I also dislike the fact that many people have simply resigned themselves and stopped fighting against things like breaking laws, corruption and so on. They simply say, "if we want to survive, we are forced to go the same way, to accept these things." So, hopefully, if we as a government change some mechanisms and remain open to the public, we could start a new culture, and there would be some positive response to that as well.


TSS: How well does your family understand your job, your coming home late and so on? Is your husband very patient?

BS: Well, all he can do is be patient. He has had to get used to it, but it is much harder with my son. He always complains when I come home late.


TSS: Has the work been worth it? Are you satisfied with what you have achieved so far?

BS: We [the government] stepped into this business with the goal of repairing what was spoiled [by the former government]. If we succeed in reaching only 50% of our objectives, it will be a satisfactory result. Even if it is hard and we pay for it with our free time, it is certainly worth it.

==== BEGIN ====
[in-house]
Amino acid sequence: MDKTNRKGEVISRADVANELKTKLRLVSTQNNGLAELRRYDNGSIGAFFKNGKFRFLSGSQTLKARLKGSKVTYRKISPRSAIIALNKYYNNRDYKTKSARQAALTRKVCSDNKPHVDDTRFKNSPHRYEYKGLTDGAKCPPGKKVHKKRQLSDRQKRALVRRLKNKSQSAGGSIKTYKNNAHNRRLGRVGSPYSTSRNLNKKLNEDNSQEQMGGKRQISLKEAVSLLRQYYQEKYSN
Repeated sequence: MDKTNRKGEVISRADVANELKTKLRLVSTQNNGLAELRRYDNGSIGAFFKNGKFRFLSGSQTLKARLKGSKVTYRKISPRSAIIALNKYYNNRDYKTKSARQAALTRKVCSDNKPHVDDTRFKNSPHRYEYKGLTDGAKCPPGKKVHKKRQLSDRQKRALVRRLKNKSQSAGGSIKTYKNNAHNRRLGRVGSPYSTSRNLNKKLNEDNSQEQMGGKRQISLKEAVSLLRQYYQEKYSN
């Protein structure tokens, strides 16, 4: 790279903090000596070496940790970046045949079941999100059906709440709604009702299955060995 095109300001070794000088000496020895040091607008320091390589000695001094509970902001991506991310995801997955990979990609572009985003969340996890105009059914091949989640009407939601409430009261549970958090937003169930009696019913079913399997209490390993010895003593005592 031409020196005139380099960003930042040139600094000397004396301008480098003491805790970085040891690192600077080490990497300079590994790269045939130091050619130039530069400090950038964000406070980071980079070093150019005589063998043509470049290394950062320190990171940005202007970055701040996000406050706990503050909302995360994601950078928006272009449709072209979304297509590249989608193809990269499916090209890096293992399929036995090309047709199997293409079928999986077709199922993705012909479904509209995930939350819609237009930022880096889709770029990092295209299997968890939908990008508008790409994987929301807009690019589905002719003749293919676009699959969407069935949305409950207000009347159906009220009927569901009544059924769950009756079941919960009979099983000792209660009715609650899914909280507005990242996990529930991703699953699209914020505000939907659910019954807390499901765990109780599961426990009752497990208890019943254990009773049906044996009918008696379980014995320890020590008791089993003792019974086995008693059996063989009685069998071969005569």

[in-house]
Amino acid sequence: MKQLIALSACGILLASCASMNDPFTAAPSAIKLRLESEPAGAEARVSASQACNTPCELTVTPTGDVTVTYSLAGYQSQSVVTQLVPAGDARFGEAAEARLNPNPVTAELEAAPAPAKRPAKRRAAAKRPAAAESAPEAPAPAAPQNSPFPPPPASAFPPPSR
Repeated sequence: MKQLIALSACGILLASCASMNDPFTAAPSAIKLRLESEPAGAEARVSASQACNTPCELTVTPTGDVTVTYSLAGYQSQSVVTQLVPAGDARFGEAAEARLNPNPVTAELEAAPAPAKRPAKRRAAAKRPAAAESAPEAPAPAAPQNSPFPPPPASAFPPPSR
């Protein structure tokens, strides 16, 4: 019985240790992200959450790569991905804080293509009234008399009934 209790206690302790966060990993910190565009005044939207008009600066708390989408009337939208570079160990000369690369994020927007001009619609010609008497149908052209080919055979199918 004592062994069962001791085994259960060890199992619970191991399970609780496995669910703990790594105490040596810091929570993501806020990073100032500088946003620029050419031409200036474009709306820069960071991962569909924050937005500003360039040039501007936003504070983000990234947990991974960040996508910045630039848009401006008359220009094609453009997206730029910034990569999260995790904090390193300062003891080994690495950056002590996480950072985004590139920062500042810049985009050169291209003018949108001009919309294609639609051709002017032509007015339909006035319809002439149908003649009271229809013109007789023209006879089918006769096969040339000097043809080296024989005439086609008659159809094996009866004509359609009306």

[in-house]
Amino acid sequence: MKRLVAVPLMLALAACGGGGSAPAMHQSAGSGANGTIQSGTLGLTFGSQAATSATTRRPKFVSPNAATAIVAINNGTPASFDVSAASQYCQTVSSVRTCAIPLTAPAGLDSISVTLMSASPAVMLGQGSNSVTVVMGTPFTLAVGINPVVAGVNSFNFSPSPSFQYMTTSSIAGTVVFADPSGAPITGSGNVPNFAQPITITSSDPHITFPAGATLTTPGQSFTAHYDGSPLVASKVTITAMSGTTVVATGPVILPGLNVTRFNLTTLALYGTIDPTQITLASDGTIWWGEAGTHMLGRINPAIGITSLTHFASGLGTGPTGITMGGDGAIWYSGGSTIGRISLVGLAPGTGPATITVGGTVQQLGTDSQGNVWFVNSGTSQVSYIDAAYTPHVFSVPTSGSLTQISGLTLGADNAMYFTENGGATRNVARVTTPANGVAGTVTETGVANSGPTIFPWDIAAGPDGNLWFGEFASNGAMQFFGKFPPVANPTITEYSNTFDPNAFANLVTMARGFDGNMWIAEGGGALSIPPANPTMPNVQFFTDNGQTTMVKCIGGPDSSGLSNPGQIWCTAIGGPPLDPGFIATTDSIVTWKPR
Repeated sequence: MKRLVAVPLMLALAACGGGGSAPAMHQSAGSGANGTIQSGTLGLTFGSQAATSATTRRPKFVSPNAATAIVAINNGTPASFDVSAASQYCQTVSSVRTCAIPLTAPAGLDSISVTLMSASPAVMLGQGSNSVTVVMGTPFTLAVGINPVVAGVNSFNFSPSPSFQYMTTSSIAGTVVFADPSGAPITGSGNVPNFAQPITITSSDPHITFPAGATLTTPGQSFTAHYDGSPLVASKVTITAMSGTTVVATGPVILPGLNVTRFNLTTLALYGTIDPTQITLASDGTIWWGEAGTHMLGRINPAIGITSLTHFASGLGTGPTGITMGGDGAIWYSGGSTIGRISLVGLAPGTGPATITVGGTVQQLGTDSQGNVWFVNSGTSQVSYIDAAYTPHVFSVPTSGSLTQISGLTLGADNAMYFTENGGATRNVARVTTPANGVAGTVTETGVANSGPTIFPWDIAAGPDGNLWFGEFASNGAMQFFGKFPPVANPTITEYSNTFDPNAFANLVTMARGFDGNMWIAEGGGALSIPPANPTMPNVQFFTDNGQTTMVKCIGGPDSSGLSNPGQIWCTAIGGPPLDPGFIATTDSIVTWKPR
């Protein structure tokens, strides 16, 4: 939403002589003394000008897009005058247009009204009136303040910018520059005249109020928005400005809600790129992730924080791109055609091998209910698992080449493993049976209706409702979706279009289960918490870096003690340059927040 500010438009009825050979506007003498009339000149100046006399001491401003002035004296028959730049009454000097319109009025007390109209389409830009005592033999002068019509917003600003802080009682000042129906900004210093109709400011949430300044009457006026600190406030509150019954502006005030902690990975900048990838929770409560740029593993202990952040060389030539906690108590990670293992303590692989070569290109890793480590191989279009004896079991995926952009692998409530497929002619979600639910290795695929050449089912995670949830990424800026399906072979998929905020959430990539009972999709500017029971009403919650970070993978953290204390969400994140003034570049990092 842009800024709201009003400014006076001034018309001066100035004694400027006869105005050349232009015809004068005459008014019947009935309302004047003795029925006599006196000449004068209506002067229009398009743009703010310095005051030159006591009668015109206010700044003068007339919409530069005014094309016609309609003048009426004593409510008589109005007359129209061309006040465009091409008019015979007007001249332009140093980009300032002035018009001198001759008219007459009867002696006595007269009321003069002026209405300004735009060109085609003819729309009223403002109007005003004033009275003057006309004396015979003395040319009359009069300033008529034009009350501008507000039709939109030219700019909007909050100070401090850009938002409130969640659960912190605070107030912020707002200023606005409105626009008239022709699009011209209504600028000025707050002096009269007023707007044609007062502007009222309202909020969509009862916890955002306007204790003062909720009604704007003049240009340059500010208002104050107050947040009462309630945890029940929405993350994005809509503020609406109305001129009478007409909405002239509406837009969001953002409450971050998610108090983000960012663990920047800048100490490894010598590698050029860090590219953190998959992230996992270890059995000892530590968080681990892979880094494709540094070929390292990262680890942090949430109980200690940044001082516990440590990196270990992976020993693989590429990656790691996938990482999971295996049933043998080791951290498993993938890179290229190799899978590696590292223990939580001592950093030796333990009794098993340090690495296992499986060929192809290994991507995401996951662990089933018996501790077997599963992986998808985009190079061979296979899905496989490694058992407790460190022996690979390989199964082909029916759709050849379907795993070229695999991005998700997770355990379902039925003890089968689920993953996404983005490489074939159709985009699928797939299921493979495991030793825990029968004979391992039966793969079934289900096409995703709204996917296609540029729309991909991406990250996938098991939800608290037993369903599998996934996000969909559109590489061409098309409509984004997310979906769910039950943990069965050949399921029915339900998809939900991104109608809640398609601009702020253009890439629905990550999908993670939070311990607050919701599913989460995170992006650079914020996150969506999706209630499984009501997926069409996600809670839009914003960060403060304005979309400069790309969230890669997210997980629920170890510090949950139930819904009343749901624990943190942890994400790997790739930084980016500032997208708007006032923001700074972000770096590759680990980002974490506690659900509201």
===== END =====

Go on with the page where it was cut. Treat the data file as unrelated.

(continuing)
But I have a desire for the future. When I leave politics, I'd like to write a book in which I look at the things I experienced from a different point of view.


TSS: What would the book be about?

BS: A review of the time I spent in government. I wanted to do that back in 1994. I had everything planned and all the material ready, and maybe it would have been a useful exercise, but I spent too much time on my duties as a member of parliament, so I wasn't left with enough time for writing. The name of the book would probably be a variation on "Years at Downing Street,"maybe something like "Years at the Finance Ministry."